Take a second to Google “Loan Quality Initiative.” I did and found over 365,000 results on this currently hot topic in the real estate profession.
Pay attention to this reform from Fannie Mae
Fannie Mae recently implemented a reform that may cause trouble for home closings across the US.
With so much information and commentary on this topic, I’ll be brief here and provide you with links at the bottom of this post to take you to sites with authoritative content on this if you want to learn more.
And you should want to learn more about Fannie Mae’s Loan Quality Initiative if you’re thinking of buying or selling a home in 2010. (It may be safe to assume – or hope – that the problems being caused by this new Fannie Mae initiative will be resolved in coming months, so by 2011 this controversy will be over.)
New uncertainties after the loan commitment letter
Fannie Mae is now requiring lenders to re-check the financial qualifications of mortgage loan applicants after the mortgage loan commitment is issued and just before the loan closing.
In essence, Fannie Mae is seeking to improve mortgage loan quality and reduce the chances for mortgage defaults.
This new requirement to re-check borrowers’ qualifications just prior to the closing took effect June 1, 2010 and the complaints were almost instantaneous.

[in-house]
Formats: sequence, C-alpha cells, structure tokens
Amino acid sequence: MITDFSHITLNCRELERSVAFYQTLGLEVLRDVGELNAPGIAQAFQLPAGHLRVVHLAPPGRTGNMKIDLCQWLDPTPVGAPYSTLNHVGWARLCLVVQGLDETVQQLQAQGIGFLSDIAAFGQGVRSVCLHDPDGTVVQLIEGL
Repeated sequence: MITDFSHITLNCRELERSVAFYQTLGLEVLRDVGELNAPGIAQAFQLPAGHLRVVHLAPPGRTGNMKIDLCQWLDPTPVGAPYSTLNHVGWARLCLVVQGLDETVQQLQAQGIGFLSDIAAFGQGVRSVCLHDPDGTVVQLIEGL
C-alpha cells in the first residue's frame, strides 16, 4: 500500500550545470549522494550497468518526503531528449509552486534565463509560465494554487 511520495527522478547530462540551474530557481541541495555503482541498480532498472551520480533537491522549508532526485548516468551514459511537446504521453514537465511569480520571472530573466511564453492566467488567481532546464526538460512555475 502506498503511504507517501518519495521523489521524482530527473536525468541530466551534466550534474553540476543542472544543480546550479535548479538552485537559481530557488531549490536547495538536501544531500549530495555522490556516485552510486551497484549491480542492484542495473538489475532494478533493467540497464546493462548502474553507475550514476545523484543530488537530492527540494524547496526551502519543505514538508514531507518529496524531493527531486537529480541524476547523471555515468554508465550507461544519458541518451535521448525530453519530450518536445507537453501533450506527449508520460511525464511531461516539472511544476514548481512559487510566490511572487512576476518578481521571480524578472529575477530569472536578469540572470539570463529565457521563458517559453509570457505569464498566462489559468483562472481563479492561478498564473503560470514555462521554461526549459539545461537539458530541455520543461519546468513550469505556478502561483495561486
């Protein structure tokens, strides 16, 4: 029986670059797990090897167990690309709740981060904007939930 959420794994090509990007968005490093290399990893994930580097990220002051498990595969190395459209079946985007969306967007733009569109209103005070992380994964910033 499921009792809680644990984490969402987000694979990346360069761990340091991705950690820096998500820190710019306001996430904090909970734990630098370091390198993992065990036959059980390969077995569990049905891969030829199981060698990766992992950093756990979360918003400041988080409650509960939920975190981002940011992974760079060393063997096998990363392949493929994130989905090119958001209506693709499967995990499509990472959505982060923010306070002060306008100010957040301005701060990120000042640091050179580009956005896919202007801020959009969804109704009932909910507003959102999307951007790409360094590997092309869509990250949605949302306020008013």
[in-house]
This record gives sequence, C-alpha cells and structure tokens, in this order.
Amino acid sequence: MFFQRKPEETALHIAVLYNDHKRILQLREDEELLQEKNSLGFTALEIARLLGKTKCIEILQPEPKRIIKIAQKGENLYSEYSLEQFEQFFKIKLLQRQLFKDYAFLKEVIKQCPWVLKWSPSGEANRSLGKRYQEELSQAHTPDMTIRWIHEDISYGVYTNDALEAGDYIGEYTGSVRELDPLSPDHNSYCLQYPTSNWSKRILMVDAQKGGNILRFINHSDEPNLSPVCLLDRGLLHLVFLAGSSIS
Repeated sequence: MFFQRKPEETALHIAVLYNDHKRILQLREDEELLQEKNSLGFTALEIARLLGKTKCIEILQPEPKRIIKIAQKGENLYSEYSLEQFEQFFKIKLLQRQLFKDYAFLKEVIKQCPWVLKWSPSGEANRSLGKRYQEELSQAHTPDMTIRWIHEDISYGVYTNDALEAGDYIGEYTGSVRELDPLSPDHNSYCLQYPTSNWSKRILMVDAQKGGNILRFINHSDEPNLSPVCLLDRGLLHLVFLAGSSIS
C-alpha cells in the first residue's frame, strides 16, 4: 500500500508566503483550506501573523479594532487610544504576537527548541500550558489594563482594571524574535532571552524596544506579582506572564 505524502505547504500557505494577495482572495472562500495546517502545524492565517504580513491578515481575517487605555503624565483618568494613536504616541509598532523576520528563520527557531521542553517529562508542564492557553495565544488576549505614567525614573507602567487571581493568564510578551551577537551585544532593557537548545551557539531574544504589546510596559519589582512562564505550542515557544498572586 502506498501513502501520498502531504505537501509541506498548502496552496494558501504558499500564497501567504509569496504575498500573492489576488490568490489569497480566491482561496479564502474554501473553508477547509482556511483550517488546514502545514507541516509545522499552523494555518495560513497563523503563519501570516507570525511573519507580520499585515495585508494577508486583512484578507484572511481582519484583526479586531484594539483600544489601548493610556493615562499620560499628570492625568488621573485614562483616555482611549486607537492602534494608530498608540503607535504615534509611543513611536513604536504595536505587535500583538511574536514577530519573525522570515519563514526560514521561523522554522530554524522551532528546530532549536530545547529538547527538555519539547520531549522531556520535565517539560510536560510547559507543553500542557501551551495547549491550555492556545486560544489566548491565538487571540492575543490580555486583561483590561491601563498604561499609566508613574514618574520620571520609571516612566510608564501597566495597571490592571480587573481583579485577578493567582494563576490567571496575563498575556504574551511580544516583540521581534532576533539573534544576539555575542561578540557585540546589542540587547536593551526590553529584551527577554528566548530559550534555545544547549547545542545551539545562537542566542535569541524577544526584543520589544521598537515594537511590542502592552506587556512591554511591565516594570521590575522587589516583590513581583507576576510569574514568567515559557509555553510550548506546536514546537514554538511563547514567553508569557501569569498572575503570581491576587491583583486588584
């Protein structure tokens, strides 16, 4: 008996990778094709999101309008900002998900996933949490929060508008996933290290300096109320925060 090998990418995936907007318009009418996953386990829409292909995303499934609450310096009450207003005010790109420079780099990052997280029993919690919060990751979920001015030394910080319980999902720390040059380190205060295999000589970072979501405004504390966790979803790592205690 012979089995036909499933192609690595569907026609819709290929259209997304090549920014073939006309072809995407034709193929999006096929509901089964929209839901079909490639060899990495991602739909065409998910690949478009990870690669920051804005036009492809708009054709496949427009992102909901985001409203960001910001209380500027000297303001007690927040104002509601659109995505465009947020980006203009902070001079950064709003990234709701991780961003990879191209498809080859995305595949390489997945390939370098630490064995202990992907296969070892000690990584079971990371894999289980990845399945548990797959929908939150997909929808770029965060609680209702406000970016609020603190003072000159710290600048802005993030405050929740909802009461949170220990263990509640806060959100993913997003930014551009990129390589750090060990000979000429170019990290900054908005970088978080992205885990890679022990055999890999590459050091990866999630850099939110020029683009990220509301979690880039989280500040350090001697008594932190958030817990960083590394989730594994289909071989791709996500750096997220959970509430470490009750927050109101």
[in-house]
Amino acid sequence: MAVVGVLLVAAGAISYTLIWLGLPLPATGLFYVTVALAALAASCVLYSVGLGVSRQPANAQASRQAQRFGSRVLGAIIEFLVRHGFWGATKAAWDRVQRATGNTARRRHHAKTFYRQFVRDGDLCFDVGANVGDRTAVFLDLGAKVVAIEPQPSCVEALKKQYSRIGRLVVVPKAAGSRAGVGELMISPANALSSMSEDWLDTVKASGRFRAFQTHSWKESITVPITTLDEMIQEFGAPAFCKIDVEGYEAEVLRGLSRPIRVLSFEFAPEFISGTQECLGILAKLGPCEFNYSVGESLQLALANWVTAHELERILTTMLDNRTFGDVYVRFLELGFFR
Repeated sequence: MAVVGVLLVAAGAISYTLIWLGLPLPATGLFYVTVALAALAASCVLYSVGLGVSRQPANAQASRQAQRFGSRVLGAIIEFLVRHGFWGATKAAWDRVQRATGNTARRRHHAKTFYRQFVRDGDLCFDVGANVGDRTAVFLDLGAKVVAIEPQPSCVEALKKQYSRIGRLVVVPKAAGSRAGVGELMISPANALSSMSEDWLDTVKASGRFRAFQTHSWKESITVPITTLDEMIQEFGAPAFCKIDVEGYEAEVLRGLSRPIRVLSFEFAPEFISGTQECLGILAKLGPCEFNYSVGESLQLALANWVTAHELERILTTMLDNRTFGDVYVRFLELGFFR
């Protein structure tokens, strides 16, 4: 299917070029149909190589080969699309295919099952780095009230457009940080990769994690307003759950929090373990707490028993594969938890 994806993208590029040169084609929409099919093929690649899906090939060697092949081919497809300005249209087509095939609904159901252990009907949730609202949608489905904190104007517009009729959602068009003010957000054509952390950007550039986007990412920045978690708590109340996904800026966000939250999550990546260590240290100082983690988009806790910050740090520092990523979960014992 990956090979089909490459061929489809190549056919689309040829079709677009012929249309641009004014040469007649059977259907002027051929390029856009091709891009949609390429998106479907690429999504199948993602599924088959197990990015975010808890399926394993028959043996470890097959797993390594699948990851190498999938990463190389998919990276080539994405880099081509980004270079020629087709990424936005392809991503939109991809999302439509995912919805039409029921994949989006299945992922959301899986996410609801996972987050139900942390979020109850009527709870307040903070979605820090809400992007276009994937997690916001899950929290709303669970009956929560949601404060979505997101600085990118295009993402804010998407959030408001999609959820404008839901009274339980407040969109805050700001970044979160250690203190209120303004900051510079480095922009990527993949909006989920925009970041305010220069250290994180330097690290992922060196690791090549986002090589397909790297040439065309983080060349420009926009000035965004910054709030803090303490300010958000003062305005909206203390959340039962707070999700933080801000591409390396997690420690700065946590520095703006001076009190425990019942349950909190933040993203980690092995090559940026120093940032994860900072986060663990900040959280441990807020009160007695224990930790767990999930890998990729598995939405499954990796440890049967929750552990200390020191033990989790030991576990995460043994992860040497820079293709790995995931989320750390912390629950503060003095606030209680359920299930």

Big change from past practice
Mortgage loans are now suddenly falling through due to this Fannie Mae reform even after the mortgage loan commitment is issued.
This is a sea change from past practice – the mortgage loan commitment in the past was a near-ironclad guarantee that the purchase money mortgage loan would close on time.
Trouble for home sellers
Home sellers now apparently can’t assume that the issuance by the lender of the buyer’s loan commitment means their home sales will actually go to closing as scheduled.
There may now be delays in closings, throwing off moving plans.
Even worse, home sales may be entirely lost at the last minute, imperiling a seller’s ability to buy his next home or start his new job as scheduled.
Buyers need to protect earnest money deposits
Home buyers face extra risks in addition to closing delays and deal fall-throughs.
After all, buyers typically place substantial funds into an earnest money escrow account to back up their home purchase obligations.
These funds may be at risk if the loan can’t close as promised in the lender’s loan commitment paperwork.
Buyers may not want to let their mortgage contingency clauses expire without having some additional language written into the real estate contract (Purchase and Sale Agreement in MA).
Such language would protect earnest money deposits in the event the pre-closing loan qualification re-check finds problems that delay or derail the mortgage loan.
Sites with more information
Please click the links below to learn more about the Loan Quality Initiative:
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